Eminem wins copyright suit against New Zealand political party

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This time, a court has ruled in favour of American musician Eminem, who sued the party for using music similar to his hit track Lose Yourself in a 2014 election campaign television commercial.

The then-Government fought its case in the High Court in May this year, accused of knowingly trying to sidestep licensing fees by using the track Eminem Esque.

In her ruling, Presiding Judge Justice Helen Cull said, "Eminem Esque is strikingly similar to Lose Yourself with minimal discernible differences and objectively, it was created to "sound like" Eminem andLose Yourself..." "We find it incredible that the National party went to such great lengths to avoid responsibility for using a weak rip-off of 'Lose Yourself, '" he said.

"It is no coincidence that Lose Yourself received the 2003 Academy Award for Best Original Song".

Cull stopped short of hitting up the National Party for additional damages, stating that they had acted on professional advice that led to them including the song in the advertisement.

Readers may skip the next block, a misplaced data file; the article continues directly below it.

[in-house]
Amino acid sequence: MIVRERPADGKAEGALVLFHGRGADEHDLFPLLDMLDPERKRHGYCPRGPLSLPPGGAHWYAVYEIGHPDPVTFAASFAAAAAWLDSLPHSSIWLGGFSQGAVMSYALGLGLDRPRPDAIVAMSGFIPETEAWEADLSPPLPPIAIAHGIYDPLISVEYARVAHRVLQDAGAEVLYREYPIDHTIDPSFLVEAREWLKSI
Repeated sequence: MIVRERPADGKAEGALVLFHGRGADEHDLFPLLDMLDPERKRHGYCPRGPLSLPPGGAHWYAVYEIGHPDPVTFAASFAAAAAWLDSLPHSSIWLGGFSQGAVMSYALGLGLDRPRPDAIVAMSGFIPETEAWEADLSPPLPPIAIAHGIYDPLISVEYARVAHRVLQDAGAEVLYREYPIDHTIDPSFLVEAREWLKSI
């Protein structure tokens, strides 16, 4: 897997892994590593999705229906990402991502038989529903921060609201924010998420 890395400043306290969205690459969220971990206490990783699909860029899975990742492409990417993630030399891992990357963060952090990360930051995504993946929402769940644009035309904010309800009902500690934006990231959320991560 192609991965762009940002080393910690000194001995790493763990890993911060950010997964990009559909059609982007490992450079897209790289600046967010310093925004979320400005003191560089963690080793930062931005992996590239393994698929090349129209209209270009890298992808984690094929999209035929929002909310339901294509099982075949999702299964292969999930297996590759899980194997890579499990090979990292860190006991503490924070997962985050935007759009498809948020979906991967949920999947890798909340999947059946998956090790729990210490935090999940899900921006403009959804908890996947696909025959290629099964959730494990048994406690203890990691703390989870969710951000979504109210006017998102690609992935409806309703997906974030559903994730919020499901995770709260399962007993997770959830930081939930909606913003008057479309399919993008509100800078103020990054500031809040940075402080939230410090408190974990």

The publisher had exclusive control over the song, and rarely gave permission for its use in advertising, the court said.

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The National party strongly rejected the allegation at the time of the filing and said the backing track came from an Australian-based production outfit.

"The music was licensed with one of New Zealand's main industry copyright bodies, the Australasian Mechanical Copyright Owners Society [AMCOS]".

"This decision is a warning to "sound alike" music producers and their clients everywhere", Mr Adam Simpson said.

"The party is now considering the implications of the judgment and the next steps".

"Eminem Esque clearly stepped over the line". "Eminem Esque has substantially copied 'Lose Yourself, '" the ruling says.

He claimed the party was considering its next actions and had already lodged an insurance claim against the distributors as well as licensors of the sound-alike track. It was calculated and intentional.